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Sebi slaps penalties on Ramalinga Raju and family in Satyam case

Sebi orders 10 entities linked to Raju to disgorge more than Rs 1,800 crore worth of illegal gains made by them.

Satyam Computers founder B Ramalinga Raju (Source: Reuters) Satyam Computers founder B Ramalinga Raju (Source: Reuters)

The Securities and Exchange Board of India (Sebi) issued a fresh order in the Satyam case on Thursday directing 10 entities linked to the main accused B. Ramalinga Raju, including his mother, son and brother, to disgorge more than Rs 1,800 crore worth of illegal gains made by them.

Besides, they will have to pay close to Rs 1,500 crore as interest on the disgorgement amount as the penalty has been levied with effect from January 7, 2009, the day Raju, founder-chairman of erstwhile Satyam Computer, admitted to the massive fraud in the accounts of the company.

The latest penalties for insider trading follows an earlier disgorgement order passed by Sebi last July which had barred Raju and four others from the markets for 14 years and also asked them to return Rs 1,849 crore in unlawful gains with interest. That order was against Raju himself, his brother B. Rama Raju (then managing director of Satyam), Vadlamani Srinivas (ex-chief financial officer), G. Ramakrishna (ex-vicepresident) and V.S. Prabhakara Gupta (ex-head of internal audit).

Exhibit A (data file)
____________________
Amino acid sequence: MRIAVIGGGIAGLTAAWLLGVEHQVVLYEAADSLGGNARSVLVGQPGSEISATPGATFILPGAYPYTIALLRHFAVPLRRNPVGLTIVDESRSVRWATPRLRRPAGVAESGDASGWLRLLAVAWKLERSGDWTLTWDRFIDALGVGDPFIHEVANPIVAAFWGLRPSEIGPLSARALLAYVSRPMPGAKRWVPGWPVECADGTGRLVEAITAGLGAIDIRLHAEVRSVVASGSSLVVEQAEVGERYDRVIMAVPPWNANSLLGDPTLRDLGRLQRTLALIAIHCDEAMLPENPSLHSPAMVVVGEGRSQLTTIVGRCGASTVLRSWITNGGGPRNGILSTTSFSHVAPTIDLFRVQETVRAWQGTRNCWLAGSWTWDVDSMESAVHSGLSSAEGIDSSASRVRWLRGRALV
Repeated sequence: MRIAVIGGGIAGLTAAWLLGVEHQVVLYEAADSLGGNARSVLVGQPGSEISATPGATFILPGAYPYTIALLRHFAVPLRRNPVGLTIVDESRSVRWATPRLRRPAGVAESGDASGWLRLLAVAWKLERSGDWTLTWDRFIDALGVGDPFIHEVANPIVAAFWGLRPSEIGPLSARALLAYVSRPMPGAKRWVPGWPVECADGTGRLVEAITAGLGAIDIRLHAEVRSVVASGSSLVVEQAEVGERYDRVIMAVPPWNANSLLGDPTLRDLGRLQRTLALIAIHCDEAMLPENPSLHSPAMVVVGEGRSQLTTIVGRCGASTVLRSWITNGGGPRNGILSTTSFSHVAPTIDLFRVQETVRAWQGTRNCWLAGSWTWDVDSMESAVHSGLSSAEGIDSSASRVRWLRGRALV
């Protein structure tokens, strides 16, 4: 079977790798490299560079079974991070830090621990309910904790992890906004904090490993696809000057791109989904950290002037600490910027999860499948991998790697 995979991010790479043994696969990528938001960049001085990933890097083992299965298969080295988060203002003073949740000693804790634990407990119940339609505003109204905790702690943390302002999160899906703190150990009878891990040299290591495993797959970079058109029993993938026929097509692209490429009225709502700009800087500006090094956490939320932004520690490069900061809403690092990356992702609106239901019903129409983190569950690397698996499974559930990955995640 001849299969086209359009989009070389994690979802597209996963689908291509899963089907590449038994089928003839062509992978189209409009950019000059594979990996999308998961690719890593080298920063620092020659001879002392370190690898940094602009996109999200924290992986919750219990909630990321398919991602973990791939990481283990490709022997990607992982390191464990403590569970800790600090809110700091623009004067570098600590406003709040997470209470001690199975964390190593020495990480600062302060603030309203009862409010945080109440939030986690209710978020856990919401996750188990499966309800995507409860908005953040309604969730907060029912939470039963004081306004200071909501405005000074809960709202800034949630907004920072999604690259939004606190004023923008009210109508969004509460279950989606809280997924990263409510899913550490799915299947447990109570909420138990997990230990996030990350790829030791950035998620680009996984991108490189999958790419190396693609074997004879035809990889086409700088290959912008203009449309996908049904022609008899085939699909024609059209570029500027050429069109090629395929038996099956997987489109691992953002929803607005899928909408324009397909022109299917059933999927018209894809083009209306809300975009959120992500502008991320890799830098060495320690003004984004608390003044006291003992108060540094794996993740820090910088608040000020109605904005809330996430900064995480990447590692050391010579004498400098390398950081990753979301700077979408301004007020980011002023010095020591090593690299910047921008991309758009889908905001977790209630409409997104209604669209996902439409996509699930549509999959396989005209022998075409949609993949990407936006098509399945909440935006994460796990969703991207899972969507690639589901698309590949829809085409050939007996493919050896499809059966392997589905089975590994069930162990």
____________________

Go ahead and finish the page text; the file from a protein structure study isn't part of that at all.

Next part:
In Thursday's order, Sebi also fixed individual liability of Raju, his two brothers and other individuals and companies related to the promoter family. Sebi gave clean chit to IL&FS Engineering and Construction as it was found that the company was neither an insider in Satyam Computers and Maytas nor did it have access to the 'unpublished price sensitive information'.

A Hyderabad court had suspended the sentences of Raju and nine others in the accounting scam and granted them bail in May. Raju and the other co-accused had filed an appeal seeking suspension of their sentences and fines imposed on them. Raju and the other convicts were lodged in Hyderabad's Cherlapally Central Jail. The additional chief metropolitan sessions court, which tried the Satyam case, had sentenced Raju and others to seven years' rigorous imprisonment for criminal conspiracy and cheating, among other offences.

The counsel for Raju and others had submitted before the court that they had already served a "substantial part" of their imprisonment by spending 35 months in jail and requested for suspension of their sentences.